“So… do we give him tenure or not?”

in Articles from our Newsletter

Relationships with Academic Colleagues

Some day, hopefully, someone will be asking that tenure question about you. As you look around that meeting room, is there anybody looking gleefully ready to answer, “No!”?

In the academic system, the idea of never burning bridges must always be remembered. That colleague that you are so glad to leave behind when you take a better job at the next university might be second cousin to your new job’s department chair. You will never know to whom the tenure committee will be sending letters in order to find out about your professional reputation.

Let me point out some areas that you need to keep in mind.

Know Your Territory

This phrase is repeated throughout one of my favorite books on getting tenure, Mentor in a Manual, by Schoenfeld and Magnan.

What does “know your territory” mean? Here are examples of essential questions that you should be able to answer:

  • Who are key people in your department?
  • What are their strengths and weaknesses?
  • Who are the people who tend to be troublemakers?
  • What are the social norms of your department?
  • Who would make a great role model for you?

Know what the expectations are in the department, for socializing, speaking up in meetings (at the junior professor level), for making friends with staff, etc. This sort of knowledge can help prevent faux pas or fatal mistakes.

Know Yourself

Here are some essential questions you should be able to answer objectively about yourself:

  • What are my strengths and weaknesses as a leader?
  • What aspects of my personality do I need to work on?
  • What feedback have I gotten on my social skills?
  • Are there any relationships that I should improve?

These and other questions may be painful to consider, but the more you are aware of your strengths and weaknesses and the more you work on your interpersonal skills, the less likely you will be a victim of someone else’s anger when it matters most to you.

Get a Mentor

This is one priceless piece of advice that I cannot emphasize enough. If you are able to find someone, either in your department or elsewhere, who can be a mentor, you will be much better off.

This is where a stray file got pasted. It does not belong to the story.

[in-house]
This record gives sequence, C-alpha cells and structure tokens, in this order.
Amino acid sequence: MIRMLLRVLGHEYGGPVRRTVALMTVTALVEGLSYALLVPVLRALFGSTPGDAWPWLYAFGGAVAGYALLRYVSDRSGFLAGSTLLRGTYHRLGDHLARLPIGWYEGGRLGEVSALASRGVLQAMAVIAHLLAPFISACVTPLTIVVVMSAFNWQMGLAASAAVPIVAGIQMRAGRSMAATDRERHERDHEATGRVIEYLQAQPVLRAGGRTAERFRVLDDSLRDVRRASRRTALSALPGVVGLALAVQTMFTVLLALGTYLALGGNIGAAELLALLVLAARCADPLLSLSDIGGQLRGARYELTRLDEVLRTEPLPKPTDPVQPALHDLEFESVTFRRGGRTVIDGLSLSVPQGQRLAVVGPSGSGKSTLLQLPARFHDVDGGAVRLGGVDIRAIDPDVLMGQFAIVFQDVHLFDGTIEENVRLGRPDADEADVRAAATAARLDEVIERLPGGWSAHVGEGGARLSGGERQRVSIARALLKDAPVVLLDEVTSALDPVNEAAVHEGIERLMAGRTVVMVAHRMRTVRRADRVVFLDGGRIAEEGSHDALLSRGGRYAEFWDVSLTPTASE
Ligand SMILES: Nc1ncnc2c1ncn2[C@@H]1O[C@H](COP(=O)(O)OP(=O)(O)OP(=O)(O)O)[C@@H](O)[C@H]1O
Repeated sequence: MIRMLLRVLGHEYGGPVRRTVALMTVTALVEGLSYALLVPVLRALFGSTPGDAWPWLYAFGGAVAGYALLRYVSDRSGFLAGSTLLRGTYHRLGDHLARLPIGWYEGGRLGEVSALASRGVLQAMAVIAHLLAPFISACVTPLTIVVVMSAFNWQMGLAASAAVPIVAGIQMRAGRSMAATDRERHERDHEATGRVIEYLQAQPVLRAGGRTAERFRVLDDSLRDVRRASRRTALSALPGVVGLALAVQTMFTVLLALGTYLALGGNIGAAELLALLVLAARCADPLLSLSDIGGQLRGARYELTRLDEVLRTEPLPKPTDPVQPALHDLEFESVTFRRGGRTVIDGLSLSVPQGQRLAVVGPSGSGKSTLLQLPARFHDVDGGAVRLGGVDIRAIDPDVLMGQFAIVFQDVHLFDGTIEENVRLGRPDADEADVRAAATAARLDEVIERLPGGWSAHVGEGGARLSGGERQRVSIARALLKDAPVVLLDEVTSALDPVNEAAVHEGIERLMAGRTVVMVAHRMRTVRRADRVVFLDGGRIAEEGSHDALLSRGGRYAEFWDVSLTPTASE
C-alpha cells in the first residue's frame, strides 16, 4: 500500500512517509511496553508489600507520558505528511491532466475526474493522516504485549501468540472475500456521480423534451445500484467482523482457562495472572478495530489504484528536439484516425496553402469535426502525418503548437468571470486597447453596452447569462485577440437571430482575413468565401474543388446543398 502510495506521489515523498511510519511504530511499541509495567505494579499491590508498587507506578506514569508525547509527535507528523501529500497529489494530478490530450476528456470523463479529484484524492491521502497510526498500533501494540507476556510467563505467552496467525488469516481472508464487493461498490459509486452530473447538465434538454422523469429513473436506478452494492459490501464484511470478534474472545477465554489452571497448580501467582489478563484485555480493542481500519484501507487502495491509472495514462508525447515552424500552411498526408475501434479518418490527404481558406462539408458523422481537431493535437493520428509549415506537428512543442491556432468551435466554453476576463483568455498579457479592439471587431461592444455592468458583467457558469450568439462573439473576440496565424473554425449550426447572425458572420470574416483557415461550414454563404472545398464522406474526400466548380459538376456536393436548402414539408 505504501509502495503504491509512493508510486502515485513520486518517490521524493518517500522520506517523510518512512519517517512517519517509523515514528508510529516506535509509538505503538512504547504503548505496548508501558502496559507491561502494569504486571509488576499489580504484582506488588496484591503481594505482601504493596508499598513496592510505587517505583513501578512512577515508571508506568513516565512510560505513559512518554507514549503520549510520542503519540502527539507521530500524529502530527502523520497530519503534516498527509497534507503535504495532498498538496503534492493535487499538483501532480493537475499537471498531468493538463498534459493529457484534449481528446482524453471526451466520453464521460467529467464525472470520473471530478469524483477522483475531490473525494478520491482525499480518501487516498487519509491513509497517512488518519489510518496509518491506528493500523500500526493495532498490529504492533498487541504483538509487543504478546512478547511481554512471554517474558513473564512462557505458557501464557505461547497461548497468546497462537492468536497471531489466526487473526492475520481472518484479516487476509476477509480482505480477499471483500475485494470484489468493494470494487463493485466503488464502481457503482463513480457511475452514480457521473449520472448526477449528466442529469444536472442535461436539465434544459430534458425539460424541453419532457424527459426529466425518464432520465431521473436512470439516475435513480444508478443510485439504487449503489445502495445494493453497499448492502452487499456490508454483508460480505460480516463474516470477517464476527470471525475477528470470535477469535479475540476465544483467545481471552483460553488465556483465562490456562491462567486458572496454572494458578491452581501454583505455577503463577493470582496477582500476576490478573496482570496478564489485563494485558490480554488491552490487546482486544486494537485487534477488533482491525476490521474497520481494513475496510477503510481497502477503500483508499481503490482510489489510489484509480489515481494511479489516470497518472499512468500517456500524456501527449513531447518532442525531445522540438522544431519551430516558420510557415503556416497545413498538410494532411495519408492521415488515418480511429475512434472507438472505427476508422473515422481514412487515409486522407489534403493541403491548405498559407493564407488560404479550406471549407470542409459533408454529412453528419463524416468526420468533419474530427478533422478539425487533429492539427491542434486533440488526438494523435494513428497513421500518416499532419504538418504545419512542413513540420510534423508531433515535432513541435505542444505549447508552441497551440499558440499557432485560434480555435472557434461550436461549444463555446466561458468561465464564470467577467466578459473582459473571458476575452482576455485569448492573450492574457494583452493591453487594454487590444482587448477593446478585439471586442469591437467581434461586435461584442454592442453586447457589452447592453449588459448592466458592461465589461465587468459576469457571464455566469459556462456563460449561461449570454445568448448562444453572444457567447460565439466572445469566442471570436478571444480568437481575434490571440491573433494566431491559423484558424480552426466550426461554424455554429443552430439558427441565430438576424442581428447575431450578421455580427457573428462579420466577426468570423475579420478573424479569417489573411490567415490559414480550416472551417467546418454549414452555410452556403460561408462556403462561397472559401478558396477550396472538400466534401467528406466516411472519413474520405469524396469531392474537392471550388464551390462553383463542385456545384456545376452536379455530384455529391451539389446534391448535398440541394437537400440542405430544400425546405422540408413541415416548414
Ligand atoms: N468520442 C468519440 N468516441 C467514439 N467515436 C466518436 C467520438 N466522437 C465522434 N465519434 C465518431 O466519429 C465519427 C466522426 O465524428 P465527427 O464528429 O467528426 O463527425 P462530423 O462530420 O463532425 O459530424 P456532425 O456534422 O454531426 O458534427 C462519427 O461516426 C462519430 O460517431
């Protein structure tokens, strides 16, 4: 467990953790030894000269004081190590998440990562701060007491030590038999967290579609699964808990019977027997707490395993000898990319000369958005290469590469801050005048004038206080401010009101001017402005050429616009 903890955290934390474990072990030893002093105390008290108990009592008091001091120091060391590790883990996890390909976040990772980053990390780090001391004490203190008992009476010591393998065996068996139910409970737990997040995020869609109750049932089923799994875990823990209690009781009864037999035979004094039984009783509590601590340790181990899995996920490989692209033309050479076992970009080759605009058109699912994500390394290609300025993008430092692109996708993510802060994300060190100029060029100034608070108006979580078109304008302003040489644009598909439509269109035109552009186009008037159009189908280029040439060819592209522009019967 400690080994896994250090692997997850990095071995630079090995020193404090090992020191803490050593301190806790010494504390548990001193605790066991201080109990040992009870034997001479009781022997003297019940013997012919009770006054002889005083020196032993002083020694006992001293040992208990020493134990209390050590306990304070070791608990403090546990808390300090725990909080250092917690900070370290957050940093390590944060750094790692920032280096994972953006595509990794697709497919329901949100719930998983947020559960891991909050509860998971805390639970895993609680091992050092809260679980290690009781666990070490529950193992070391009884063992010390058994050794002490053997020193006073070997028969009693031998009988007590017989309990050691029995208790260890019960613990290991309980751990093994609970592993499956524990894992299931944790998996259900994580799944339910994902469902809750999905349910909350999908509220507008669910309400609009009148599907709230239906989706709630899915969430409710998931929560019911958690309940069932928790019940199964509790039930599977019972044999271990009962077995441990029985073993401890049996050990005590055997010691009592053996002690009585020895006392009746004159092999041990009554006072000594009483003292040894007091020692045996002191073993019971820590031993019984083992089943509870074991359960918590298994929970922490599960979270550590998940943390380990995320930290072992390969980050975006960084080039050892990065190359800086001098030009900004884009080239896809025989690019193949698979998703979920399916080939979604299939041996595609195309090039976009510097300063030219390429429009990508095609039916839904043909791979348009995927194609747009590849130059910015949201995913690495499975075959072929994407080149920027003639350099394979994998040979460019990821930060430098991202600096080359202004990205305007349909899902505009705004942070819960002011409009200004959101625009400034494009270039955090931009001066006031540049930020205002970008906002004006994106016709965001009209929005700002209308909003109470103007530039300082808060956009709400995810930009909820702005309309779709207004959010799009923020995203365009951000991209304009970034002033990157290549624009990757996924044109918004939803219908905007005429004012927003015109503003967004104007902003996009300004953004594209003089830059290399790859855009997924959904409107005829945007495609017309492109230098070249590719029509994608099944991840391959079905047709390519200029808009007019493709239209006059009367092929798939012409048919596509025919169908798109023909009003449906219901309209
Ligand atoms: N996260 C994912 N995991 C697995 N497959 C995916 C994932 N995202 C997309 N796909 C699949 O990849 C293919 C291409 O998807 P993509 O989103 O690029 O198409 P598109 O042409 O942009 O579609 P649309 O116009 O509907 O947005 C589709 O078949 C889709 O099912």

Volumes have been written about getting along with academic colleagues. I will be addressing this issue in more detail in later issues of my newsletter. Stay tuned!

Graduate Students: Mending Relationships with your Mentor

Last week I wrote about the problems that some students have with their advisors. This week I’ll give you a few ideas for making things work with difficult advisors.

I wanted you to have the opportunity to review what I wrote above for professors, since the same caveats apply to you. Within those constraints, however, there are a few things you can do.

You Have Rights!

Yes, even if you are completing your dissertation far away from your advisor, even if you are more than a few years ABD, you still have rights. You pay to have your name kept on the list, and what you are paying for is advising. You should not feel ashamed to ask for help.

Realize the Following:

  • Most professors don’t like advising
  • Professors get little incentive to advise well.
  • It is, however, in your advisor’s best interest that you finish.
  • You may know more about your dissertation area than does your advisor
  • This is an unequal power situation. Don’t burn any bridges.
  • Your advisor can (and should) help you get your career started.

Concrete Actions You Can Take

Here are some steps to take:

  • Be assertive. Not aggressive. Be professional, polite and respectful, not like a meek mouse.
  • Persist. If your advisor does not answer your emails, it is truly OK to call.
  • Communicate clearly what you would like from your advisor.
  • Butter your advisor up! Be aware of his preferences, follow her recommendations, thank her for her comments.
  • Keep records of your interactions. This could include a written summary emailed afterwards to your advisor stating “Here is what I got from our session. Thanks you for your help.”
  • If you’re not getting enough help from your advisor, find a shadow advisor or mentor.

Again, I could write volumes on this subject. More techniques for dealing with difficult academics will be forthcoming!

© Gina Hiatt, PhD.
Gina is a dissertation and tenure coach. She helps academics, from grad students wondering about their dissertation topic to faculty members who want to maintain a high level of research and writing, to reach their goals more quickly and less painfully.

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